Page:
Regional Ecosystem 12.9-10.7

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Narrow-leaved Ironbark woodland on sedimentary rocks. Factsheet 15 - Regional Ecosystems of South East Queensland.

Transcript of Regional Ecosystem 12.9-10.7

  • Grassy woodlands containing Narrow-leaved Ironbark (Eucalyptus crebra) and Silver-leaved Ironbark (Eucalyptus melanophloia) grow on the hills and ranges throughout much of South East Queensland (SEQ). The ironbark woodlands have a relatively open canopy of trees, a sparse cover of shrubs and a dense sward of grasses.

    Ironbark woodlands, such as Regional Ecosystem (RE) 12.9-10.7, provide a range of important services for people, including native pasture for cattle grazing and plentiful pollen for honey production. Ironbark trees

    provide durable structural timbers, and the timbered hills provide a scenic backdrop.

    These grassy woodlands, when intact, protect the slopes from soil erosion enabling rainfall to infi ltrate soil and recharge aquifers. Despite these economically and socially important qualities, it is easy to take ironbark woodlands for granted. For example, only very small areas have been set aside for conservation. In addition, fi ve of the eight Regional Ecosystems in which Narrow-leaved Ironbark and/or Silver-leaved Ironbark are

    the predominant species have an of concern status under Queensland legislation meaning that less than 30% of the original pre-clearing extent remains.

    The trees described as growing in RE 12.9-10.7 include Narrow-leaved Ironbark (Eucalyptus crebra) along with Queensland Blue Gum (E. tereticornis), Moreton Bay Ash (Corymbia tessellaris), Rusty Gum (Angophora leiocarpa) and Silver-leaved Ironbark (Eucalyptus melanophloia).

    The distinctive dark, rough trunks of Narrow-leaved Ironbark (Eucalyptus crebra) stand out in the open grassy understorey of RE 12.9-10.7.


    RE 12.9-10.7Narrow-leaved Ironbark woodland on sedimentary rocks



    ST &




    Regional Ecosystems, or REs for short, are used in Queensland to describe native vegetation types based on where they grow, the plant species in the tallest layer and the underlying geology. There are about 150 diff erent REs in SEQ, all of which have a unique three-part number usually starting with 12. For more information on REs visit

    ISSN 2206-1118 Factsheet no. 15

  • 2 Regional Ecosystem 12.9-10.7


    RE 12.9-10.7 grows on undulating hills in near inland and western parts of SEQ. Average rainfall is 700-1100 mm per year. RE 12.9-10.7 grows on texture contrast soils, meaning that the soils have a sharp boundary between the loamy topsoil and clayey subsoil. These soils are derived from sedimentary rocks.

    Within SEQ, diff erent ironbark woodlands are recognised and mapped based upon the predominant ironbark species present, and the type of geology. RE 12.9-10.7 occurs on sedimentary rocks and Narrow-leaved Ironbark (Eucalyptus crebra) is the main species. Where Silver-leaved Ironbark is the major species the ecosystem would be classifi ed as RE 12.9-10.8.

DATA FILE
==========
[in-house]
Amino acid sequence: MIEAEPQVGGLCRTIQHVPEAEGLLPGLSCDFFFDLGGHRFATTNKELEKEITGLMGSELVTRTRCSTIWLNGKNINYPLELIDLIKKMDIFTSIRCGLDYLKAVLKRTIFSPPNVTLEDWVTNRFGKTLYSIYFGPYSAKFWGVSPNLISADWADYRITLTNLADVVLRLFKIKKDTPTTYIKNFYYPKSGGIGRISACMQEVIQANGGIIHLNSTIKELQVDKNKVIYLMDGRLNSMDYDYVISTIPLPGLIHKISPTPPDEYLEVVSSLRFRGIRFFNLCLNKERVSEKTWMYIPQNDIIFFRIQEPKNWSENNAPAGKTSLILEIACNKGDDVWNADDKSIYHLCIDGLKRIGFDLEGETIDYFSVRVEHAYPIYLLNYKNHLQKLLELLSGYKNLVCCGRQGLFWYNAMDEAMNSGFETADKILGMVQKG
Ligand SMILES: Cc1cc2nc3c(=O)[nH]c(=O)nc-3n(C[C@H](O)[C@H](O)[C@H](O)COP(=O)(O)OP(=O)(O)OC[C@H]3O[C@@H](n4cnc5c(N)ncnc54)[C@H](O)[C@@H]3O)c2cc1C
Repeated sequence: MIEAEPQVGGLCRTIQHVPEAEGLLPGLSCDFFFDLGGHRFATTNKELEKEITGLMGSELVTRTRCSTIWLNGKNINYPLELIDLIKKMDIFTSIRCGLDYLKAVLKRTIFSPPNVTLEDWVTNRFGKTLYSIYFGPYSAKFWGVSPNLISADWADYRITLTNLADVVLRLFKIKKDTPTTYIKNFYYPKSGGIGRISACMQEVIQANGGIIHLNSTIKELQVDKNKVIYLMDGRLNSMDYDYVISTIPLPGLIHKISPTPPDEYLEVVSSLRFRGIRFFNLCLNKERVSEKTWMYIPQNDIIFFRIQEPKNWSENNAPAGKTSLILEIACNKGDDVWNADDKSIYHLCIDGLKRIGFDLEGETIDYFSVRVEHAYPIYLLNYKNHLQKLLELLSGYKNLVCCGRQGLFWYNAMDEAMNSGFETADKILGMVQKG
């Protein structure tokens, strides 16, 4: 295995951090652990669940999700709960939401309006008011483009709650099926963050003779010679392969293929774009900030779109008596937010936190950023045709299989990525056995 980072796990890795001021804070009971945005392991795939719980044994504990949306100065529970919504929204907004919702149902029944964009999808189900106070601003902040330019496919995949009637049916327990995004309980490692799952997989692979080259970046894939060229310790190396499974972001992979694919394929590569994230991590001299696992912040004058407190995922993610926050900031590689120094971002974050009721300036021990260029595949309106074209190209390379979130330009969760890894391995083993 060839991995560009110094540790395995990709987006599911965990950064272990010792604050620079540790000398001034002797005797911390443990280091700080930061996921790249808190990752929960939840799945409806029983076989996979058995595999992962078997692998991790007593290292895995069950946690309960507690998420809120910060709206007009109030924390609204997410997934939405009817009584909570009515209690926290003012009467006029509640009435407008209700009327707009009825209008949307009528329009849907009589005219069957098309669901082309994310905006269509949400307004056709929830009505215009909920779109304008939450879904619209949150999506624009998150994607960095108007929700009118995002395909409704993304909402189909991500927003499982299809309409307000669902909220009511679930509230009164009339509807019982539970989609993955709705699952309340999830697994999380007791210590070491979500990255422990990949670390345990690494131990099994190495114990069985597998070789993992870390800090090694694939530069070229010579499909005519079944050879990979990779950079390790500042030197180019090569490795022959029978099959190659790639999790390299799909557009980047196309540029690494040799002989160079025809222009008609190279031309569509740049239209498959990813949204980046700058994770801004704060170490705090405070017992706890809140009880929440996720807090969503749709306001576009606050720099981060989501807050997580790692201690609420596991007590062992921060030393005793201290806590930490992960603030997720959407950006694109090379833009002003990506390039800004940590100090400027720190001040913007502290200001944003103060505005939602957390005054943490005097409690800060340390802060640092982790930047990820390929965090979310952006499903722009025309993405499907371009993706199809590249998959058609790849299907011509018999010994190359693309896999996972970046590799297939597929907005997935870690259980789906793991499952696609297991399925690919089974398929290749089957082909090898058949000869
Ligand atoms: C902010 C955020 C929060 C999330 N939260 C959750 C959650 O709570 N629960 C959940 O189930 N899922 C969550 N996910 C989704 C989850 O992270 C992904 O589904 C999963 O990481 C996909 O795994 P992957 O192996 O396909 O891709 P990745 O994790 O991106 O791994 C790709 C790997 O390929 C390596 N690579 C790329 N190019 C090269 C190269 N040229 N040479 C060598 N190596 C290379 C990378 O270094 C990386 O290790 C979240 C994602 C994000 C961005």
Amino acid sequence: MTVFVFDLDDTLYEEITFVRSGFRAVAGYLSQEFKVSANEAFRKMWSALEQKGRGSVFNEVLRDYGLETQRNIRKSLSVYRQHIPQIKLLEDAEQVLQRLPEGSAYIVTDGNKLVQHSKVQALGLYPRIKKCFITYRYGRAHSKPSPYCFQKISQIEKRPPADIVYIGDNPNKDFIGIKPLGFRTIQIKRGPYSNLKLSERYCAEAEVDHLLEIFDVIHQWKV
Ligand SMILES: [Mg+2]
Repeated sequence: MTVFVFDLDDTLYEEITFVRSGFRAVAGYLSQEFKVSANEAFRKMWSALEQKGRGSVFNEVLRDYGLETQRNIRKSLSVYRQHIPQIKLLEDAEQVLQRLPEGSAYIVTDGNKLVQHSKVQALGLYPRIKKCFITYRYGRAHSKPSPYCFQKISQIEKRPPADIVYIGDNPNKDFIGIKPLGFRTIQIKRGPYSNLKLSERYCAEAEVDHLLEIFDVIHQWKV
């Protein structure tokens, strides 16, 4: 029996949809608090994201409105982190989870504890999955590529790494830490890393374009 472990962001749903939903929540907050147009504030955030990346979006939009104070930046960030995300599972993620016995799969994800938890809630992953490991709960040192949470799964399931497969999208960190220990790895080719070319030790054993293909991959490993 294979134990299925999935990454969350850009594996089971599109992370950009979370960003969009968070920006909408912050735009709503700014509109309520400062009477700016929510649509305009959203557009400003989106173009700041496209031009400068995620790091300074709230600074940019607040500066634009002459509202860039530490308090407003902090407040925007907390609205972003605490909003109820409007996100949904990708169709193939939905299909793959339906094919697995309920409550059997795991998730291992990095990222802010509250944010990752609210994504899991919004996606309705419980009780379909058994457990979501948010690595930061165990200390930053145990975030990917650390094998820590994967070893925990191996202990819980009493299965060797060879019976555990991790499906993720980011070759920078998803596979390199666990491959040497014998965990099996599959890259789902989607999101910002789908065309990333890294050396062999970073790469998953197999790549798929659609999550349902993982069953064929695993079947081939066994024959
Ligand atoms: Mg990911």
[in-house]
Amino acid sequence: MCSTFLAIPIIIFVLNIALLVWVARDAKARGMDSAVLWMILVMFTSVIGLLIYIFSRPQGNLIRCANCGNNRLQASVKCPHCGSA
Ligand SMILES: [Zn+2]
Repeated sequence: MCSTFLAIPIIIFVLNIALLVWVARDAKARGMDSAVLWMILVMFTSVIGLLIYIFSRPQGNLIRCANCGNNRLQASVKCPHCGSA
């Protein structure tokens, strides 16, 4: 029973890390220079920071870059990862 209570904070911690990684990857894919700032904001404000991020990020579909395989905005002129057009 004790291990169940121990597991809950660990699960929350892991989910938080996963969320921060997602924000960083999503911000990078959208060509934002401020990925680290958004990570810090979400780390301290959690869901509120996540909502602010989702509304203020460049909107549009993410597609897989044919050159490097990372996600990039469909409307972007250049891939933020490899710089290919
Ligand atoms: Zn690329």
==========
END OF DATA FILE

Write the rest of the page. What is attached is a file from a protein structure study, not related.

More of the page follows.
The Regional Ecosystems dominated by Narrow-leaved Ironbark that are similar to RE 12.9-10.7, but occur on diff erent geologies include:

    RE 12.8.16 - Narrow-leaved Ironbark on Cainozoic igneous (young basalt) rocks.

    RE 12.11.7 Narrow-leaved Ironbark on metamorphic rocks.

    RE 12.12.7 Narrow-leaved Ironbark on Proterozoic igneous rocks.

    The one subtype of RE 12.9-10.7 is:

    RE 12.9-10.7a, defi ned as Queensland Grey Ironbark (Eucalyptus siderophloia), Pink Bloodwood (Corymbia intermedia), Queensland Blue Gum (E. tereticornis) and Brush Box (Lophostemon confertus) open forest. RE 12.9-10.7a grows on sedimentary rocks in the eastern parts of SEQ.

    Narrow-leaved and Silver-leaved Ironbark often grow together. The colours of the crowns can be used to distinguish them viewed from a distance. Narrow-leaved Ironbark has a dull grey-green appearance (ridge in the background) and Silver-leaved Ironbark, as the name suggests, a blueish-silvery hue (ridge in the foreground).

    Variations and Similarities

    The open canopy of RE 12.9-10.7 promotes the growth of a diverse, grassy understorey, including twiners and forbs. Shrubs are usually sparse and infrequent.

  • Regional Ecosystem 12.9-10.7 3

    Distribution Map - Past and Present

    RE 12.9-10.7 grows throughout near-inland parts of SEQ from the Beaudesert - Boonah districts in the south to the mid-Brisbane Valley and around Cooyar. This RE once covered many of the hillsides throughout the western half of the SEQ region, however it has been heavily impacted by clearing activities over time, with approximately 17% remaining. For this reason, RE 12.9-10.7 is considered to be of concern under Queensland legislation.

    2. Redwood Park, Toowoomba. This conservation park located on the Toowoomba range, has a large intact and accessible remnant of RE 12.9-10.7 just at the entrance to the Warrego Highway and around the car parking area.